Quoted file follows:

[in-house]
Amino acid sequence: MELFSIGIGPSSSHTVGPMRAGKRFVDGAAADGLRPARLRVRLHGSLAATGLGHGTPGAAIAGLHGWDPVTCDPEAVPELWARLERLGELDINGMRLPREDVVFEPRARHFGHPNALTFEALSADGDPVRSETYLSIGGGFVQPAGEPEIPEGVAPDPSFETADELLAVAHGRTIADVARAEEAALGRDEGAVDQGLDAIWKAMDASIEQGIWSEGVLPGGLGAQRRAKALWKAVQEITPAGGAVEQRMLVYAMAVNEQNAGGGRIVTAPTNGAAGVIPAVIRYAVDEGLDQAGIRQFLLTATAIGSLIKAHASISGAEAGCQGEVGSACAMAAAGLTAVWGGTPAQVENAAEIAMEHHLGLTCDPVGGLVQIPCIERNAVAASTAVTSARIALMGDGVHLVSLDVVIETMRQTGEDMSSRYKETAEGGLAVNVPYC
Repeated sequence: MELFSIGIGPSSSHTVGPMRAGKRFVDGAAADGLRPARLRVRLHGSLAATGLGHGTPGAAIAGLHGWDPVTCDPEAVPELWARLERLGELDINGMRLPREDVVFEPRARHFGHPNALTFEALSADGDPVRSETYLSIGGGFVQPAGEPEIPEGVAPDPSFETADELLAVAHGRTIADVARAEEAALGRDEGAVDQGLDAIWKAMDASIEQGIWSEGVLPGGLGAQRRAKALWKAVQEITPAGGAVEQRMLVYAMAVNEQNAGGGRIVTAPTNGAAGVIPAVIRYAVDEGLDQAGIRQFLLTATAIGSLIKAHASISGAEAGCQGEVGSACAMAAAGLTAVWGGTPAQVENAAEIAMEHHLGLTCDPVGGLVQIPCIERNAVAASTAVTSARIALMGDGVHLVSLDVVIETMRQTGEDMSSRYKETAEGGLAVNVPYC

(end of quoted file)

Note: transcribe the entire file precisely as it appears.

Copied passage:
[in-house]
Amino acid sequence: MELFSIGIGPSSSHTVGPMRAGKRFVDGAAADGLRPARLRVRLHGSLAATGLGHGTPGAAIAGLHGWDPVTCDPEAVPELWARLERLGELDINGMRLPREDVVFEPRARHFGHPNALTFEALSADGDPVRSETYLSIGGGFVQPAGEPEIPEGVAPDPSFETADELLAVAHGRTIADVARAEEAALGRDEGAVDQGLDAIWKAMDASIEQGIWSEGVLPGGLGAQRRAKALWKAVQEITPAGGAVEQRMLVYAMAVNEQNAGGGRIVTAPTNGAAGVIPAVIRYAVDEGLDQAGIRQFLLTATAIGSLIKAHASISGAEAGCQGEVGSACAMAAAGLTAVWGGTPAQVENAAEIAMEHHLGLTCDPVGGLVQIPCIERNAVAASTAVTSARIALMGDGVHLVSLDVVIETMRQTGEDMSSRYKETAEGGLAVNVPYC
Repeated sequence: MELFSIGIGPSSSHTVGPMRAGKRFVDGAAADGLRPARLRVRLHGSLAATGLGHGTPGAAIAGLHGWDPVTCDPEAVPELWARLERLGELDINGMRLPREDVVFEPRARHFGHPNALTFEALSADGDPVRSETYLSIGGGFVQPAGEPEIPEGVAPDPSFETADELLAVAHGRTIADVARAEEAALGRDEGAVDQGLDAIWKAMDASIEQGIWSEGVLPGGLGAQRRAKALWKAVQEITPAGGAVEQRMLVYAMAVNEQNAGGGRIVTAPTNGAAGVIPAVIRYAVDEGLDQAGIRQFLLTATAIGSLIKAHASISGAEAGCQGEVGSACAMAAAGLTAVWGGTPAQVENAAEIAMEHHLGLTCDPVGGLVQIPCIERNAVAASTAVTSARIALMGDGVHLVSLDVVIETMRQTGEDMSSRYKETAEGGLAVNVPYC